GALO: While we often only see the calculated political dealings of dictators, their personal lives are often very guarded. What did you learn about the dictator and communism that helped aid you in creating this series?

PK: For the past three years, I have been very interested [in] reading information about Kim Jong-il and the Democratic People’s Republic of Korea (DPRK). What I have learned about Kim Jong-il’s regime and other communist states is that there is hypocrisy between the ideologies that are taught to the citizens and what is actually practiced by the people in power.

Since the collapse of the Soviet Union in 1991, North Korea’s economy has suffered dramatically. And after Kim Jong-il succeeded his father as ruler in 1994, his foreign and domestic policies have isolated the country from the international community, leaving the economy devastated. North Korean citizens do not have basic human rights or freedoms and live in extreme poverty. This was also evident in Cuba, from my experience living there. While the citizens struggle to eat and bear the daily hardships that have resulted from the communist revolution, the ruling elite live in luxury, enjoying all of the fruits of Western culture that are forbidden to their citizens.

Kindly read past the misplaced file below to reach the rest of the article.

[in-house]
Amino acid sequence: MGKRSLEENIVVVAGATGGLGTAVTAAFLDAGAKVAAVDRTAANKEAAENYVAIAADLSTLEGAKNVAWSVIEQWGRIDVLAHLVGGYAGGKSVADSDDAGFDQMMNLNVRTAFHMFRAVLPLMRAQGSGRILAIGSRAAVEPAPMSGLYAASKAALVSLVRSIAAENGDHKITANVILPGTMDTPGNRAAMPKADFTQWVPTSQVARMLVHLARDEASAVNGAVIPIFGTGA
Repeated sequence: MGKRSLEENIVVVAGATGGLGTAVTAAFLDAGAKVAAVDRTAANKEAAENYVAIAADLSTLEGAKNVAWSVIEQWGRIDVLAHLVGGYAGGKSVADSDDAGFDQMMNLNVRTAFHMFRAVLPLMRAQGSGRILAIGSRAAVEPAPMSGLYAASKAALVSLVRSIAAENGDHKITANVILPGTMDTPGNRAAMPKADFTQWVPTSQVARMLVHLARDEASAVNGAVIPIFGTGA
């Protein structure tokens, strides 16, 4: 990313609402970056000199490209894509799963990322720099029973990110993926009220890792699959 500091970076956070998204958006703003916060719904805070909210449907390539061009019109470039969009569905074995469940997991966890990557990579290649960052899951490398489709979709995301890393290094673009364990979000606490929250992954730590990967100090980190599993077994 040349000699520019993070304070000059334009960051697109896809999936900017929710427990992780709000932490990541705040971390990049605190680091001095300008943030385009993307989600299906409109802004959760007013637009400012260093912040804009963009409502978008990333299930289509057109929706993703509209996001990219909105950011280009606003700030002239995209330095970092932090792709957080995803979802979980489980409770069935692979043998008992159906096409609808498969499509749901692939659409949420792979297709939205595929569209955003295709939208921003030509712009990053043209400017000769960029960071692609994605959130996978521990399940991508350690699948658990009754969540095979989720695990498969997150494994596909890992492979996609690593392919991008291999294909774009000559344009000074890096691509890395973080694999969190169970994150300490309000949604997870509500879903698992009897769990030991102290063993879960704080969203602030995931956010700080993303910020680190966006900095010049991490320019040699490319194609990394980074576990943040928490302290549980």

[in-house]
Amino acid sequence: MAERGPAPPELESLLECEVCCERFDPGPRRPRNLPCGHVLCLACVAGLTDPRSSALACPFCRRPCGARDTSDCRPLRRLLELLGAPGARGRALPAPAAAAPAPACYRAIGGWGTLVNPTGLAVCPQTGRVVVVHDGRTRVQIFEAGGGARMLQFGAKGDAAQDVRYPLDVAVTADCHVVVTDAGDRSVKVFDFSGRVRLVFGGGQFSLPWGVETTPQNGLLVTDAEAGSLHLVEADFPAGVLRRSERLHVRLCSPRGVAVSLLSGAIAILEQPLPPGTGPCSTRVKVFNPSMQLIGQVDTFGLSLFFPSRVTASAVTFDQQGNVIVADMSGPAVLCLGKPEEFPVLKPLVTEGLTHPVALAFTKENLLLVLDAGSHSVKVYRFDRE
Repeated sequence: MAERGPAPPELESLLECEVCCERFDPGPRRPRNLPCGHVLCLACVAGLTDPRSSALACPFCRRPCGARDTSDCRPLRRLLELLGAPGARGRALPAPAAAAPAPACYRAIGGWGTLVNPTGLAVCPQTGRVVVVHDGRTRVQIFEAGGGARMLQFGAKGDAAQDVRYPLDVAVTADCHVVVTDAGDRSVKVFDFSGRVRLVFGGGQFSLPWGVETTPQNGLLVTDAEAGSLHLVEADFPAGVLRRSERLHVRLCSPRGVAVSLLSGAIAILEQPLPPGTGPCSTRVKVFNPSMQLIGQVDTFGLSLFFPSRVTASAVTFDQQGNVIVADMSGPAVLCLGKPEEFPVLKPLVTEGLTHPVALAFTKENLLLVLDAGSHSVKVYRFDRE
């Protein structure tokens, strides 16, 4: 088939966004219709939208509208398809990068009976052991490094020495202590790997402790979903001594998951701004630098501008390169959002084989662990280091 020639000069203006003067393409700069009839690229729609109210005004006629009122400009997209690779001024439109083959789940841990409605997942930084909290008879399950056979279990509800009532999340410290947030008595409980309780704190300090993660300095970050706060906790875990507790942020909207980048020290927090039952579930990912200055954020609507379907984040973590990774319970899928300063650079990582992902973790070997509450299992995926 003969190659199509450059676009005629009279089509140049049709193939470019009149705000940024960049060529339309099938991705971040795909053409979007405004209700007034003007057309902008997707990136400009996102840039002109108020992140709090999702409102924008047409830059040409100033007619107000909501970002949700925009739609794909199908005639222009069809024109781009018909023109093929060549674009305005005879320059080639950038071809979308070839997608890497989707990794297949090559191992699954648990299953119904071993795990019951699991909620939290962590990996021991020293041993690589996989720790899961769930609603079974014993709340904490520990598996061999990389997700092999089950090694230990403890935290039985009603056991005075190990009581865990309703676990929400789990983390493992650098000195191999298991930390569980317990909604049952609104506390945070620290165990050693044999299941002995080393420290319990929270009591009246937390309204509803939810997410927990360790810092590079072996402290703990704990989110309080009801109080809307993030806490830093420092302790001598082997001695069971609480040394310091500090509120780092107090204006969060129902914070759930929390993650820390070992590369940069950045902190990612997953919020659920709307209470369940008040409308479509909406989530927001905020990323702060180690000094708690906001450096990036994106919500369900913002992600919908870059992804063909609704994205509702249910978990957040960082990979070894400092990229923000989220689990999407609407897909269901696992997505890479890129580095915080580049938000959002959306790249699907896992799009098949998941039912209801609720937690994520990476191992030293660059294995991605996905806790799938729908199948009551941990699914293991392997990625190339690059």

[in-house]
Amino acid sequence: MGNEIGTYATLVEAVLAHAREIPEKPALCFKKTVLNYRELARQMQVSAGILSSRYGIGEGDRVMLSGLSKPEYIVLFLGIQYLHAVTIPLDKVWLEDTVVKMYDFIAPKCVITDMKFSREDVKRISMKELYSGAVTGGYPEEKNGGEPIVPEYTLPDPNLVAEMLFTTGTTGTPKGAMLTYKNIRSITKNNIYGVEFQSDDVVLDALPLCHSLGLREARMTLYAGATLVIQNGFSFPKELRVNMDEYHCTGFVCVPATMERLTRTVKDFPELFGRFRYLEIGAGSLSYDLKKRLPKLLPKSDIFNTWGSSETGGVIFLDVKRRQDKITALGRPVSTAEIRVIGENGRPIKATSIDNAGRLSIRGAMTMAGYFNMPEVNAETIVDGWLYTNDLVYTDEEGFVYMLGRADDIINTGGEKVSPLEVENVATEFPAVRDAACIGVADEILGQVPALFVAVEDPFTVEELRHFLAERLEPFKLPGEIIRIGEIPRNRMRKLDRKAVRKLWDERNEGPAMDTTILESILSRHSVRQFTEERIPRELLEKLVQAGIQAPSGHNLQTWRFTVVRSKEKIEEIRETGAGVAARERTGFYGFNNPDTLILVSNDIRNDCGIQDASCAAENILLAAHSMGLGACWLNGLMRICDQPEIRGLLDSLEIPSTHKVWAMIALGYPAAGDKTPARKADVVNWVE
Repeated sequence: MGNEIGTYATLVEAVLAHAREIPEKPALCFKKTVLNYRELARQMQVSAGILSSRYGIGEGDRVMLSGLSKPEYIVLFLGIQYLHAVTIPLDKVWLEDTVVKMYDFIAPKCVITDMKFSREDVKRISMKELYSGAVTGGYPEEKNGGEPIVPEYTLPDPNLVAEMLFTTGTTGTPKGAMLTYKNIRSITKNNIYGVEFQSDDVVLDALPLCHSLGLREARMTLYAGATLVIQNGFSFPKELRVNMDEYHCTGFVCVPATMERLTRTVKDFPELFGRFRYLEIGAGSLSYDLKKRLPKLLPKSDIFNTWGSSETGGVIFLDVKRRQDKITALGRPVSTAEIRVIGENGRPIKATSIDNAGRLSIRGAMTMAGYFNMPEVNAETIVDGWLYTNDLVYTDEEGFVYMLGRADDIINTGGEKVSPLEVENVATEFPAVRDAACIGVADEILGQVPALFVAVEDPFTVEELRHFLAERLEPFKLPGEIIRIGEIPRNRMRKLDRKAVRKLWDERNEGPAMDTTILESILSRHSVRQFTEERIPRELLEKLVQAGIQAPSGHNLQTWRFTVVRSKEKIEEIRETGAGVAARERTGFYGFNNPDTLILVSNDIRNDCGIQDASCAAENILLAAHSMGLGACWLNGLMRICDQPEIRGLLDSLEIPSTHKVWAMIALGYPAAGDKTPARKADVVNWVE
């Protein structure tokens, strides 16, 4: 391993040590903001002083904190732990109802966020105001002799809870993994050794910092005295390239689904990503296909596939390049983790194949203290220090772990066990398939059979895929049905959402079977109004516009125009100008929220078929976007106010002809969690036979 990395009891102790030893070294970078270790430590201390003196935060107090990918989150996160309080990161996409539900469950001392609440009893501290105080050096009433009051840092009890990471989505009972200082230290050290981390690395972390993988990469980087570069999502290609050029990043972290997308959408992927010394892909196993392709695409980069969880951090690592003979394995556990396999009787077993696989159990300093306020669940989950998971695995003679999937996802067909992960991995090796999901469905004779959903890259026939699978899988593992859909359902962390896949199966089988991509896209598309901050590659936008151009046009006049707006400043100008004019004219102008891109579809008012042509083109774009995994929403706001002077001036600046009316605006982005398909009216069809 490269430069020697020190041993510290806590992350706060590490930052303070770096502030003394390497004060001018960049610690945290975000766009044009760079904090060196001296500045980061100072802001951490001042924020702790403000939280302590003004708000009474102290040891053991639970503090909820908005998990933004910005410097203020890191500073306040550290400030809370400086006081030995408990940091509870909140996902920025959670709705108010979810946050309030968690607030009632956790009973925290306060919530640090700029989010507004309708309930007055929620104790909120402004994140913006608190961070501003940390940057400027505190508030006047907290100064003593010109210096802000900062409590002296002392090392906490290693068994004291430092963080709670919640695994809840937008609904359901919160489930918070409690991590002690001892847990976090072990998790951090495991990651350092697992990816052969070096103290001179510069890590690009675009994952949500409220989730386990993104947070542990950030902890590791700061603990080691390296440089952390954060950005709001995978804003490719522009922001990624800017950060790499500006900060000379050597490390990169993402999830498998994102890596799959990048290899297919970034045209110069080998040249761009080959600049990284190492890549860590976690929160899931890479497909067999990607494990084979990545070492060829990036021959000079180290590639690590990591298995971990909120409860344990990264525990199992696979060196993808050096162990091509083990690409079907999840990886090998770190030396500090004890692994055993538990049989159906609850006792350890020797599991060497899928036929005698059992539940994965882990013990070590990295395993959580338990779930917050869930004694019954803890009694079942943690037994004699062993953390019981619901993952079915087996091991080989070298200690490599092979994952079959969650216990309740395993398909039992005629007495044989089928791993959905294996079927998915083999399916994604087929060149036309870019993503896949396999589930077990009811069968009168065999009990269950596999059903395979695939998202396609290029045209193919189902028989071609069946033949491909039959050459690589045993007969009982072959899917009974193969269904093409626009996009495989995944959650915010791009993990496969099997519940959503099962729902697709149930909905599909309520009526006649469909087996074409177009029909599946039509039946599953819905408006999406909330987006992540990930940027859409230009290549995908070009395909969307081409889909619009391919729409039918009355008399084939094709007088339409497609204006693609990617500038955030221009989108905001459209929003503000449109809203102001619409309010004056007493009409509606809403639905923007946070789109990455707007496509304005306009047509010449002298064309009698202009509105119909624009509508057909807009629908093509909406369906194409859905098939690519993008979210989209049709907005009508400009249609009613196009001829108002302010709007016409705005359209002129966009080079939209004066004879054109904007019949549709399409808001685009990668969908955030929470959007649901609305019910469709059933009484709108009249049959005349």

“Uncle Kim,” 30″ x 40″ oil on canvas, 2011, by Pete Kirill for his “A Dictator Visits Miami” series. Photo Credit: Pete Kirill.

Kim Jong-il was one of Hennessey’s biggest consumers, reportedly spending more than $800,000 on cognac a year. It is also reported that he likes to eat a particular herb-scented rice cake from Tokyo, calculated at about $120 a bite. Also a fan of fashion, he sported a bouffant hairdo, and liked wearing designer sunglasses.

This luxurious lifestyle enjoyed by Kim Jong-il and other communist dictators is very similar to the lifestyles we see of famous Hollywood celebrities. And it contradicts the philosophy of communism, which is the idea of a free society with no division or separation, and where people are free from oppression.

This contradiction that is seen in Kim Jong-il and other communist dictators interested me, and combined with my observations in Havana is translated in this series.